This is a biggie. Sleep is essential to our productivity and health. Still, many of us tend to push beyond the point of exhaustion to get it all done. This not only leads to late bedtimes, but also more mistakes, a loss of focus, burnout, accidents, illness, and other things that thwart our productivity.
Continue Reading

Anxiety and Panic

Psychology Around the Net: April 11, 2015


Learn more about changing mental health-related terms, the psychological factors that might lead to overeating, a new Medicaid and mental health law proposed by the Obama Administration, and more in this week's Psychology Around the Net.

Can We Replace Misleading Terms Like 'Mental Illness,' 'Patient,' and 'Schizophrenia': Find out why one Duke University professor feels these and other related terms can both "provide clarity" and "badly mislead."

Continue Reading

Anxiety and Panic

Psychology Around the Net: April 4, 2015


This week's Psychology Around the Net covers pilots and psychiatric evaluations, the effects of multitasking on your brain, the science-based claim that money can buy happiness (say what?!) and more.

Inside a Pilot's Mind: After Germanwings Plane Crash, Pondering Pilot Psychology: One former pilot's op-ed on "ordinary varieties of human behavior, psychiatric evaluations during pilots' careers, and handling emergencies -- including the risk they might cause an emergency themselves.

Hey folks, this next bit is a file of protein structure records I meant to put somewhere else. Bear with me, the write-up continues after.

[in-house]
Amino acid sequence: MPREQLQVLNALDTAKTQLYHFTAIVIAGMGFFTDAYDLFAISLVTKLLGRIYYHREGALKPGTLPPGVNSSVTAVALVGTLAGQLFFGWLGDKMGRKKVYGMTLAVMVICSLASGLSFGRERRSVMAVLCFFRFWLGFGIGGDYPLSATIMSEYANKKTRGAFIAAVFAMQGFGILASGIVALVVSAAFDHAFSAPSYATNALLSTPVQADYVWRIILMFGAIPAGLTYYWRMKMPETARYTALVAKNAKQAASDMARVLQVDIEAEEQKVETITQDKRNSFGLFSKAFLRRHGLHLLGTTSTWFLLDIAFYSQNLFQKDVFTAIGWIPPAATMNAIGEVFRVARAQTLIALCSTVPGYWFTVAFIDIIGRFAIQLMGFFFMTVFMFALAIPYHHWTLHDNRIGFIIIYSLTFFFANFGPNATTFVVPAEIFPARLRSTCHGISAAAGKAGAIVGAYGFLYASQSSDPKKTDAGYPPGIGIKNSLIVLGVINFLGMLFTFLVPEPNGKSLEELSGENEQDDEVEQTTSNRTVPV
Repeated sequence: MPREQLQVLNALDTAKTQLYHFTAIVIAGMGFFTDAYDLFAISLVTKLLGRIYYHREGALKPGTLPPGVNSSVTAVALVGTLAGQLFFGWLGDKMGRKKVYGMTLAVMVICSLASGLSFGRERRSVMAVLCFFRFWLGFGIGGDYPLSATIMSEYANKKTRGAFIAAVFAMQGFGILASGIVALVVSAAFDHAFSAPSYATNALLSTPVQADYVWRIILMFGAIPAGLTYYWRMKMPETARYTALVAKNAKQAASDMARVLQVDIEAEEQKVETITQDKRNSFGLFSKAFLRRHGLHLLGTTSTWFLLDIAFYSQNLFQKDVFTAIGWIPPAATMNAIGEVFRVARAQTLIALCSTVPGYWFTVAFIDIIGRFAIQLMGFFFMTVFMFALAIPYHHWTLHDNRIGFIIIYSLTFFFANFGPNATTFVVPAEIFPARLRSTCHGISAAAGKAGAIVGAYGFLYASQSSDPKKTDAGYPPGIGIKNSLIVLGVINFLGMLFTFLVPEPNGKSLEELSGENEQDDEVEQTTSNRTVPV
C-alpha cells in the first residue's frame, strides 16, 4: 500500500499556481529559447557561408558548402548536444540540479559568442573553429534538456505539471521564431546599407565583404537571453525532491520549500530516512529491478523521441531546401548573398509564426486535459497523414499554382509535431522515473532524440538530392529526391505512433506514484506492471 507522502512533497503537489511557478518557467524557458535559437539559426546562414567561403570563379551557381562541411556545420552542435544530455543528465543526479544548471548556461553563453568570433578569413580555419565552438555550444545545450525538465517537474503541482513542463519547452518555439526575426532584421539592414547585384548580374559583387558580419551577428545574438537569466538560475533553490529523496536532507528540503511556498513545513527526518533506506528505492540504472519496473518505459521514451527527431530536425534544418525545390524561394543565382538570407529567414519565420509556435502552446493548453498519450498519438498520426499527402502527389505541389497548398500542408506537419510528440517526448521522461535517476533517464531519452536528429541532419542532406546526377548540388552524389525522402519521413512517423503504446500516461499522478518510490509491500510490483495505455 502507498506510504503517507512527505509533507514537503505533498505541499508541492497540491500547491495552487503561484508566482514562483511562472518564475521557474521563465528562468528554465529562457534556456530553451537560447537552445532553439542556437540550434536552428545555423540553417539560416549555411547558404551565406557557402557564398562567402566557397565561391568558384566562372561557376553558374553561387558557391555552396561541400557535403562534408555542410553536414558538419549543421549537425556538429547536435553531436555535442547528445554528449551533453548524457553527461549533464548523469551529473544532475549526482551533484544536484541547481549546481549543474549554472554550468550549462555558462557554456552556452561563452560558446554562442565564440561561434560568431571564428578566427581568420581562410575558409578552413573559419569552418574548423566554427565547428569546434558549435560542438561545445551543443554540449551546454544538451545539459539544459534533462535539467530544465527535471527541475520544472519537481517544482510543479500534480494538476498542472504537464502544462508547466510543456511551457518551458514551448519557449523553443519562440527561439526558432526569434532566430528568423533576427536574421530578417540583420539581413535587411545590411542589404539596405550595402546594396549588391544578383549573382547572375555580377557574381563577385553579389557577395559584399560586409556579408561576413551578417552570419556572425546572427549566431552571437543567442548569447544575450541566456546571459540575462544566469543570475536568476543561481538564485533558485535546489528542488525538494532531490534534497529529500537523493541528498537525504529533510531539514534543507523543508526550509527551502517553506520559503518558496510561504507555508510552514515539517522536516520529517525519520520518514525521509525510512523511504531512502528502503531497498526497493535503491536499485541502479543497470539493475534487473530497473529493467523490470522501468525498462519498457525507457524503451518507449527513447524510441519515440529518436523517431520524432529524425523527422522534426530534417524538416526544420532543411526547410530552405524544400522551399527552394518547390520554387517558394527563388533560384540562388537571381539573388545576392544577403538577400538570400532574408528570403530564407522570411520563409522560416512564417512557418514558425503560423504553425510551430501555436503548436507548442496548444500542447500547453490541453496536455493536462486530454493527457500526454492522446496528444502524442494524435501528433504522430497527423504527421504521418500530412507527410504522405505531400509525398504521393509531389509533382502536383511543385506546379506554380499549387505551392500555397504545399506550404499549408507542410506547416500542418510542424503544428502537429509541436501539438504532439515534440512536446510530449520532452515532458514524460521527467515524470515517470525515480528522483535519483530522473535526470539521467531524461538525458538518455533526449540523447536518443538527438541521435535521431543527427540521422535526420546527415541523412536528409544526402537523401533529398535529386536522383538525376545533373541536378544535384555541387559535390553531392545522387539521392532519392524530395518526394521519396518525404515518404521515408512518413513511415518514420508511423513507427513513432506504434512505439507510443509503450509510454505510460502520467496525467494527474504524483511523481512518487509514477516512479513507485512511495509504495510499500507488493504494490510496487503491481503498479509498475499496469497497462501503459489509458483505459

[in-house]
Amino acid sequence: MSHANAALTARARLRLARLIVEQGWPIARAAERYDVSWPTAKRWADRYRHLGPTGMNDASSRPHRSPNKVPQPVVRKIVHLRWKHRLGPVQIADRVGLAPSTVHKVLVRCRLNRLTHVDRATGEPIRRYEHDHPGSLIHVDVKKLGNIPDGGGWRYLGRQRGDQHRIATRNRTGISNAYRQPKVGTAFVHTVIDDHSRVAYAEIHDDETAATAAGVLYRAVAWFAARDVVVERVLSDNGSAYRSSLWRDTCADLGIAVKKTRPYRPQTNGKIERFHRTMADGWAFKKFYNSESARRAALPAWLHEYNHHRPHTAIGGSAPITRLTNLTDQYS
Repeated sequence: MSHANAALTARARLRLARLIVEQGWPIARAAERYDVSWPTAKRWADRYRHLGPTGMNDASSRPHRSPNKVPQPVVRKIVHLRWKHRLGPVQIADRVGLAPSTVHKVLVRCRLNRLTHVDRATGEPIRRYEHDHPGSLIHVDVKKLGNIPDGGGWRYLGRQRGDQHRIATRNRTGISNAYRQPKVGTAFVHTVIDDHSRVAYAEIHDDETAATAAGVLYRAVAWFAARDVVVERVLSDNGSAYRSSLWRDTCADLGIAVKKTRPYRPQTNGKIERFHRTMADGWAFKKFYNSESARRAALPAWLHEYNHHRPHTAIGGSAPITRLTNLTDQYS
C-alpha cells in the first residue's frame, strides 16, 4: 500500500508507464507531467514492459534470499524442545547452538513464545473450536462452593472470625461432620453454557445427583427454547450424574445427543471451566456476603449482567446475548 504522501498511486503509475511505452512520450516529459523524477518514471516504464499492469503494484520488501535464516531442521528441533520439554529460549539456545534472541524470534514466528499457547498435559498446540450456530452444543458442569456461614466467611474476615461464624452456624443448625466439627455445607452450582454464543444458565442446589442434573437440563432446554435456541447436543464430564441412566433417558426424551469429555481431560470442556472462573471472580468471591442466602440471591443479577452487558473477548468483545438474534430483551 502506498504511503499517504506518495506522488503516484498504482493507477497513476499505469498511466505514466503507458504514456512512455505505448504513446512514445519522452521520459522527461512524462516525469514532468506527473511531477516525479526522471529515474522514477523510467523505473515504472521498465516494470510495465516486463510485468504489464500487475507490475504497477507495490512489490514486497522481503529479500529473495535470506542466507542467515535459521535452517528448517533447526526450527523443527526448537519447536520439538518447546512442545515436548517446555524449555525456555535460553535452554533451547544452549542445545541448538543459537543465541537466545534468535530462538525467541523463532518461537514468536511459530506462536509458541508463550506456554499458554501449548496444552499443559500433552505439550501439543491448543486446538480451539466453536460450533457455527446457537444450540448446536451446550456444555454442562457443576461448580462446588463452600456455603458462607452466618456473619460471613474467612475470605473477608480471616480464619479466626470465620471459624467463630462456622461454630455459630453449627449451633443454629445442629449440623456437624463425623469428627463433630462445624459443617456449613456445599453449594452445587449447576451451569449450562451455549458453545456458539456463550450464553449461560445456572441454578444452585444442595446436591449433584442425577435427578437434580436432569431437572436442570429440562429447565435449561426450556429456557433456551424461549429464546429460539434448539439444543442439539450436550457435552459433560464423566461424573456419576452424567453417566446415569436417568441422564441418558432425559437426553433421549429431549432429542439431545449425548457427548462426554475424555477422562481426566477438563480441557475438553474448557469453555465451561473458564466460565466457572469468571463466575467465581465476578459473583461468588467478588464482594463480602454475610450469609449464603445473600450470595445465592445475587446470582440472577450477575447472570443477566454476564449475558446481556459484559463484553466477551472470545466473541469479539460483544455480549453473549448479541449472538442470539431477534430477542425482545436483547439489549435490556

Continue Reading

Brain and Behavior

The Secret to Remembering More

I was going to write this post weeks ago when I first read the story about triggering memory.

But I forgot.

I also forgot where I put the notes, and the research. But, I did remember the number for the Chinese takeout and to invoice early as per my client’s request.

What’s that about? Why do some of these must-do details stick in our memories, while others -- which we had contemplated just moments before -- don’t?
Continue Reading

Addiction

Psychology Around the Net: March 14, 2015


Happy Saturday, Psych Central readers!

Despite losing an extra hour this week, we hope you'll make some time for today's Psychology Around the Net, which takes a look at how daylight-saving time can affect your relationships, what teen depression really looks like, how your psychologist feels about dating apps, and more.

Daylight-Saving Time Is Bad for Your Relationships: We already know that poor sleep leads to a wealth of mental and physical health problems, but losing that extra hour during daylight-saving time (or any time) could lead to relationship problems, too.